declaration of inoepenbence
The Mecklenburg Declaration of Independence
as Mentioned in Records of
MISS ADELAIDE L. FRIES.
KmvARDs A. KRoruHTON L'RiNTixt; COMPANY. RALEKJH, N. C.
m OF CALIFORNIA
THE MECKLENBURG DECLARATION OF INDEPENDENCE,
AS MENTIONED IN RECORDS OF WACHOVIA.*
In September, 1904, Mr. O. J. Lehman, of Bethania, N. C.,
discovered among the papers in the Moravian Archives at that
place an historical sketch bearing on its cover the title:
Aufsatz von den Vorkommenheiten
wahrend dem Revolutions-Kriege
welche einen Bezug
auf die Wachau
bis Ende 1779."
In this paper Mr. Lehman found a pointed reference to the
Mecklenburg Declaration of Independence, which he translated
and sent to the Charlotte Observer. The paragraph and its
translation are as follows: "Ich kan zu Ende des ijj^sten
Jahres nicht unangemerkt lassen, dass schon im Sommer sel-
bigen Jahres, das ist im May, Juny, oder July, die County Meck-
lenburg in Nord Carolina sich fur so frey u. independent von
England declarirte, u. solche Einrichtung zur Verwaltung der
Gesetze unter sich machte, als jamalen der Continental Congress
hernach ins Ganze gethan. Dieser Congress aber sahe dieses
Verfahren als zu friihzeitig an." The words in italics are writ-
ten in English script, the others in German. "I can not leave
unmentioned at the end of the 1 775th year, that already in the
summer of this year, that is in May, June or July, the County of
Mecklenburg in North Carolina declared itself free and inde-
pendent of England, and made such arrangements for the; ad-
ministration of the laws among themselves, as later the Conti-
nental Congress made for all. This Congress, however, con-
sidered these proceedings premature."
* Reprinted from The Wachovia Moravian of April. 1906.
The publishing of this paragraph in 1904, and the printing of
the fac-simile in December, 1905, accompanied by an article
from the pen of Mr. Alexander Graham, has brought forth a
number of letters inquiring as to the date and authorship of
the "Fragment," which unfortunately lacks both date and sig-
nature. These questions may be condensed into five, which
cover the whole ground:
1 i ) The authenticity of the Moravian Church Diaries is be-
yond question, but this paper, by its title, is not a part of the
Diary, but only a "Fragment" : can it be considered reliable ?
(2) Taken alone the paragraph reads like a kind of post-
script and was certainly written after 1775, since it refers to
later proceedings of Congress : is it a part of the original docu-
(3) Where was the paper written?
(4) Who wrote it?
( 5 ) When was it written ?
A considerable amount of time, care, and research have been
necessary before these questions could be satisfactorily an-
swered, but the following statements may now be made :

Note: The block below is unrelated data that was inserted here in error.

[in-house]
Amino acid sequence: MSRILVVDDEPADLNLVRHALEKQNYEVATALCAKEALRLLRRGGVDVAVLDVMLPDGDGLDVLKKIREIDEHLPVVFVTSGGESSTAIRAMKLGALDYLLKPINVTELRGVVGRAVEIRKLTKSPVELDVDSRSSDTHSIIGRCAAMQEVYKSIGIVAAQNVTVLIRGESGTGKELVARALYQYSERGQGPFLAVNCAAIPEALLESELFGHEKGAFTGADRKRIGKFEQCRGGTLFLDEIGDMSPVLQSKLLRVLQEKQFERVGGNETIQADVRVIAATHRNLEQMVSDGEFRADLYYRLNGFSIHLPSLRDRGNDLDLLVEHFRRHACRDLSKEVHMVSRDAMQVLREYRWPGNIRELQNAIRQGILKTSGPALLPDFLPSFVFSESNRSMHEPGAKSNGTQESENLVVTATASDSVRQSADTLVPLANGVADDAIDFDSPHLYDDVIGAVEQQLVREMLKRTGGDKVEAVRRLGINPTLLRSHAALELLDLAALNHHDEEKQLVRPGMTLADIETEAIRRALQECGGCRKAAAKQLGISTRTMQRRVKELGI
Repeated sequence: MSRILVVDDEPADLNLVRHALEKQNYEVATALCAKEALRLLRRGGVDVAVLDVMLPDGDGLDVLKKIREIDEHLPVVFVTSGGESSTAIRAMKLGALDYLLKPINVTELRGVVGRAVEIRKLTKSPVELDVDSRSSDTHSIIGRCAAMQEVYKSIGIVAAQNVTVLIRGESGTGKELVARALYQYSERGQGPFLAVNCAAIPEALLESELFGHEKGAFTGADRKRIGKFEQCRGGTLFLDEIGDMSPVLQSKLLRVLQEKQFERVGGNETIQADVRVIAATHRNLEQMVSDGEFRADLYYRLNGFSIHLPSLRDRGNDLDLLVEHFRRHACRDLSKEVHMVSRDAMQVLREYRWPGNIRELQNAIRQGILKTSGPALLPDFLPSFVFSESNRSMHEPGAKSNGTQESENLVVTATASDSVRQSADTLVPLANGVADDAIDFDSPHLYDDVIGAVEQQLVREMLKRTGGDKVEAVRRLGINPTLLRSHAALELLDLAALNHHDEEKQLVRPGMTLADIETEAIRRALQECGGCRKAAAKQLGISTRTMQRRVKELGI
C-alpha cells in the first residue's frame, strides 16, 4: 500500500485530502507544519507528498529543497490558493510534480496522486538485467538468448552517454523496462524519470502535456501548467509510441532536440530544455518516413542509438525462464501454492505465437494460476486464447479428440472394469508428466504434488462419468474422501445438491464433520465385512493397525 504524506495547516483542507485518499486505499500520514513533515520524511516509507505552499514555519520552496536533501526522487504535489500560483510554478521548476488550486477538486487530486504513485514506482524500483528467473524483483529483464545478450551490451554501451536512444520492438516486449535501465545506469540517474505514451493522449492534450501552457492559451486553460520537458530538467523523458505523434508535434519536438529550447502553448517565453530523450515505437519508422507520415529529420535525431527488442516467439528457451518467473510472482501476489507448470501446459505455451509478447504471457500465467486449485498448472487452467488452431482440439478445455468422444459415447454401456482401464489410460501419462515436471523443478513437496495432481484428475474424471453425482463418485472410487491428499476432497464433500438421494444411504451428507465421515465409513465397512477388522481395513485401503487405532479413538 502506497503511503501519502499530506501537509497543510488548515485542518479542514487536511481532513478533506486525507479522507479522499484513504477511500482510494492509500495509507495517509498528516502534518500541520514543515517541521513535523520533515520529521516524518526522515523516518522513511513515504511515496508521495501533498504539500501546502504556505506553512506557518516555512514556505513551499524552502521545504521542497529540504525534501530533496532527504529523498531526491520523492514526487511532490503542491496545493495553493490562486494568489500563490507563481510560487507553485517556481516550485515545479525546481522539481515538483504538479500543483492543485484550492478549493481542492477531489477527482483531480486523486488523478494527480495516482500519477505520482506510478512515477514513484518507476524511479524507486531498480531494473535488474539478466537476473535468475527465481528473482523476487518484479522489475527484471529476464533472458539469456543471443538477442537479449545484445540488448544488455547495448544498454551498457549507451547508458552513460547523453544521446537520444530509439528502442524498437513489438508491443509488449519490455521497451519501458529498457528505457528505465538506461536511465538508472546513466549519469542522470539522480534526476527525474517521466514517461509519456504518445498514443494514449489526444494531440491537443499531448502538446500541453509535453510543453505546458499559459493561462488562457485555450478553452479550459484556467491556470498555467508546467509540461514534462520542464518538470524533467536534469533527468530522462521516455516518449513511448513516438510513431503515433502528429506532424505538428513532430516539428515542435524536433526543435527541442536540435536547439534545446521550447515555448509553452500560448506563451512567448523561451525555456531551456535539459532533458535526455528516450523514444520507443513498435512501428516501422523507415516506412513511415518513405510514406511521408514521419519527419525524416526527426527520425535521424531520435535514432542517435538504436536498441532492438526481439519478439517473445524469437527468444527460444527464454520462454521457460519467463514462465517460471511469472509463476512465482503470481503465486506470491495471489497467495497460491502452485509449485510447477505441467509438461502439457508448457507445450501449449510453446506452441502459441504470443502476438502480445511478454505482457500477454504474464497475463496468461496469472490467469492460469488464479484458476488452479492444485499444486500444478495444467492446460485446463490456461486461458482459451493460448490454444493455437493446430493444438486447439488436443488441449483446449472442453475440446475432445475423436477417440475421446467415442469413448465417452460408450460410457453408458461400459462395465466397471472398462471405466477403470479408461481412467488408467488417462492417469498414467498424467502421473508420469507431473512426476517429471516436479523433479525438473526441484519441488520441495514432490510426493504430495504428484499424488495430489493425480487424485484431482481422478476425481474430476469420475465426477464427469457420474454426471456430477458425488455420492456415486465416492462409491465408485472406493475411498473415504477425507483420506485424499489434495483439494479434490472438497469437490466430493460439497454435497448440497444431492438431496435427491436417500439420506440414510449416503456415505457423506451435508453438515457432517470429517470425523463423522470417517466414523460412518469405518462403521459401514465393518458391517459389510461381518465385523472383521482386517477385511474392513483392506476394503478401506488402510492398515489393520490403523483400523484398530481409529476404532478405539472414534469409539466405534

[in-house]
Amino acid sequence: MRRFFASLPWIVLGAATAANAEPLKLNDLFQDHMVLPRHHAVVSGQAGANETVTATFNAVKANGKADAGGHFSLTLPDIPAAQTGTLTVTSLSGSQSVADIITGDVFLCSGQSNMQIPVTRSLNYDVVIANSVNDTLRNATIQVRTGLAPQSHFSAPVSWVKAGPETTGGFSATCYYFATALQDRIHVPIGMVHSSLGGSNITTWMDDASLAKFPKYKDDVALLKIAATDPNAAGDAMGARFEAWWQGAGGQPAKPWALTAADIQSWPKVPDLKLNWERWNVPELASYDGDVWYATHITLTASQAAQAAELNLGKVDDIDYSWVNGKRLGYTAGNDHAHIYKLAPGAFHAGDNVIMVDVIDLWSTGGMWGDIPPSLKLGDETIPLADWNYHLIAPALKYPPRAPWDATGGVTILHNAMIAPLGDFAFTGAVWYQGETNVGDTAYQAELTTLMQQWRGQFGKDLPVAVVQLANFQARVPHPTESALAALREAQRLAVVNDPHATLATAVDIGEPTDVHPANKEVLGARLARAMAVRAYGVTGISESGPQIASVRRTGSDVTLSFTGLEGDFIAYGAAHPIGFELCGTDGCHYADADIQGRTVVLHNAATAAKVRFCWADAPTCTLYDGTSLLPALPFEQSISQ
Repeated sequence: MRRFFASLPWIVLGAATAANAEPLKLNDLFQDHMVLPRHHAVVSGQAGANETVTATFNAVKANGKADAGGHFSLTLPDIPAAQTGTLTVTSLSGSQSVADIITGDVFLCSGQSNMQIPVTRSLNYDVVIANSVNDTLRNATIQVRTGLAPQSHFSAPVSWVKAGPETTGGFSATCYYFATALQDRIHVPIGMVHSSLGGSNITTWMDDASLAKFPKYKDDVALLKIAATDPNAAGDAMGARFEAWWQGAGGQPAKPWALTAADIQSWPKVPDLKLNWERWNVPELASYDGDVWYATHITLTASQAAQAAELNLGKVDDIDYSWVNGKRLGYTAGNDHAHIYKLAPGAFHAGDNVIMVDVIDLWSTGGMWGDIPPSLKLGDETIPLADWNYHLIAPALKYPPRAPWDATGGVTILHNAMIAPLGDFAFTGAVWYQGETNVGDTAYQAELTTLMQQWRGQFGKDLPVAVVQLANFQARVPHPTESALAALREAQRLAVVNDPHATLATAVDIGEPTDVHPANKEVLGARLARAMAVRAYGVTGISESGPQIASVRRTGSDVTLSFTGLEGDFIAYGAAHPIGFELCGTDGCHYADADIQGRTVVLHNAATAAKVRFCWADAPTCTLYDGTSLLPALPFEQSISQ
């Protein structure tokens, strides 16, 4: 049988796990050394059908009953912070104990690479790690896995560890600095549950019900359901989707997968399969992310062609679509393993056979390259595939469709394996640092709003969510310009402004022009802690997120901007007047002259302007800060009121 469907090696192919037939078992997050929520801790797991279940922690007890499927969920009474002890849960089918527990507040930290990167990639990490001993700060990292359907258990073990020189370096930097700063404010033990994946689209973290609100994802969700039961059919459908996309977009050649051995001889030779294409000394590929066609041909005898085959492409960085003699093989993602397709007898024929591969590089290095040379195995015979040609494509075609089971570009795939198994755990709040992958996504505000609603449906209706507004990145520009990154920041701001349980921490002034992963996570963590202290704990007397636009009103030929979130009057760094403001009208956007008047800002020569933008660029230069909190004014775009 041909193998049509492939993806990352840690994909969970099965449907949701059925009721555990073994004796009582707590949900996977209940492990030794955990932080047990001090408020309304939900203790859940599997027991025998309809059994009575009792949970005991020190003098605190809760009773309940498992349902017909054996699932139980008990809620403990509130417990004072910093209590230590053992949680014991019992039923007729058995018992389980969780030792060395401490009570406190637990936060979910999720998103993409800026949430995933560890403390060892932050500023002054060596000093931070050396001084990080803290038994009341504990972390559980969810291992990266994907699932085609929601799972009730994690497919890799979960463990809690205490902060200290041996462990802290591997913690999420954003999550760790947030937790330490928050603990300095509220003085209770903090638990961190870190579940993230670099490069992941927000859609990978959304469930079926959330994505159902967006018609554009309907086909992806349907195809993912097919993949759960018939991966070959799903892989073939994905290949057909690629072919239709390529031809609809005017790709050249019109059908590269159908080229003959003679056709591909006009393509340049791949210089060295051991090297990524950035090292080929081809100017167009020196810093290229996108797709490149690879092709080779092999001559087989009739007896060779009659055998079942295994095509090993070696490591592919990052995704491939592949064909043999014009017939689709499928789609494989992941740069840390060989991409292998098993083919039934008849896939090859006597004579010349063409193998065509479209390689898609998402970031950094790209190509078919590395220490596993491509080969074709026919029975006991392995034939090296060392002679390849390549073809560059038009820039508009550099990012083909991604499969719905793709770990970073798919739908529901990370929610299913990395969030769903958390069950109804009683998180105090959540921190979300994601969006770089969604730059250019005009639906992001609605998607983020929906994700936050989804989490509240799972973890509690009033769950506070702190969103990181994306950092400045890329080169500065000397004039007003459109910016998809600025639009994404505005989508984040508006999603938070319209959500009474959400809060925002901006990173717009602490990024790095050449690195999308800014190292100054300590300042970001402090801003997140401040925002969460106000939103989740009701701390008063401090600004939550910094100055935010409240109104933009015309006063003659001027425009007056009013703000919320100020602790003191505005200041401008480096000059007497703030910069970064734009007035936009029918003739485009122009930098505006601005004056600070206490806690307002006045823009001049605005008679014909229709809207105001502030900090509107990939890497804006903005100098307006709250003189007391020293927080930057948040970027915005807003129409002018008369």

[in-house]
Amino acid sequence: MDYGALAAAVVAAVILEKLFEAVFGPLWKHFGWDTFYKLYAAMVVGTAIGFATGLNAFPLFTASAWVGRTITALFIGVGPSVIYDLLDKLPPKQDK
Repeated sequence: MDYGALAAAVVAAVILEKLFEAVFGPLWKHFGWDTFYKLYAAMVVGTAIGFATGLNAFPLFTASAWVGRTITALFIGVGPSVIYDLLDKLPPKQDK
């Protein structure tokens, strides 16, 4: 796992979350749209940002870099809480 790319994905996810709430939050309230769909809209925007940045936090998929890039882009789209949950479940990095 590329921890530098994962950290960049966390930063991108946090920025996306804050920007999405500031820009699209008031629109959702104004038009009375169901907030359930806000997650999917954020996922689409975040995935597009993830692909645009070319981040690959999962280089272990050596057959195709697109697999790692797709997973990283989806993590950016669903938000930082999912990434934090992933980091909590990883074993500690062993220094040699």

(/.) Can it be considered reliable? It was customary to keep
the daily Church Diaries as concisely as possible, and any event
which required more extended notice was written separately and
filed with the Diaries. Memoirs, accounts of special Church
services, historical sketches, etc., are classed together by Mora-
vian Archivists under the technical name of "Beilage," the term
employed by the earlier diarists, and this "Fragment" has its
counterpart in a number of such papers written at different
periods. Many of these "Beilage" are still between the pages
of the Diaries, others have been taken out from time to time
for reference, and when so removed the ascertaining of date and
authorship is difficult, as practically none are signed. This
arouses no surprise in the mind of any one who has worked
among the records, for it was not customary to sign anything,
even the carefully kept minutes of the various Boards give the
Facsimile of Reference to Mecklenburg Declaration.
name and signature of neither chairman nor secretary. Appa-
rently, to their minds, the subject of which they wrote was all-
important, their own connection with it entirely secondary, but
their painstaking accuracy is so marked that the careful stu-
dent gives them entire confidence even while regretting that
their custom did not conform to modern usage.
(2. ) Is it a part of the original document? The "Fragment"
is neither a diary, nor a mechanical compilation from a diary.
It is an historical sketch, well written, clear-cut, showing keen
insight into the affairs of the State and Nation, as well as the
most intimate acquaintance with events in Wachovia. While
for convenience the author divides his account into years, he
frequently runs forward to link some result to its cause. For
example, in reciting some of the events early in 1775, he states
that the sailors on the English merchant ships in Charleston
harbor, being unable to secure permission to land their cargoes,
simply threw them overboard, so that they could load with rice
and sail for home. Salt was one of the articles so destroyed,
and he comments on the great scarcity of this prime necessity
later on, and the suffering that the saving of this salt might have
averted. Paper money claims his attention in each year's his-
tory, but in speaking of the first issue without royal authority,
in 1775, he notes its utter loss of value late in the war; and
again, in 1777, he mentions the statement by the Assembly of
1783 that the depreciation began in '77. The introduction of
later developments into the Mecklenburg paragraph is, there-
fore, quite in keeping with the rest of the paper ; and its form
is also paralleled by similar additions at the close of other years,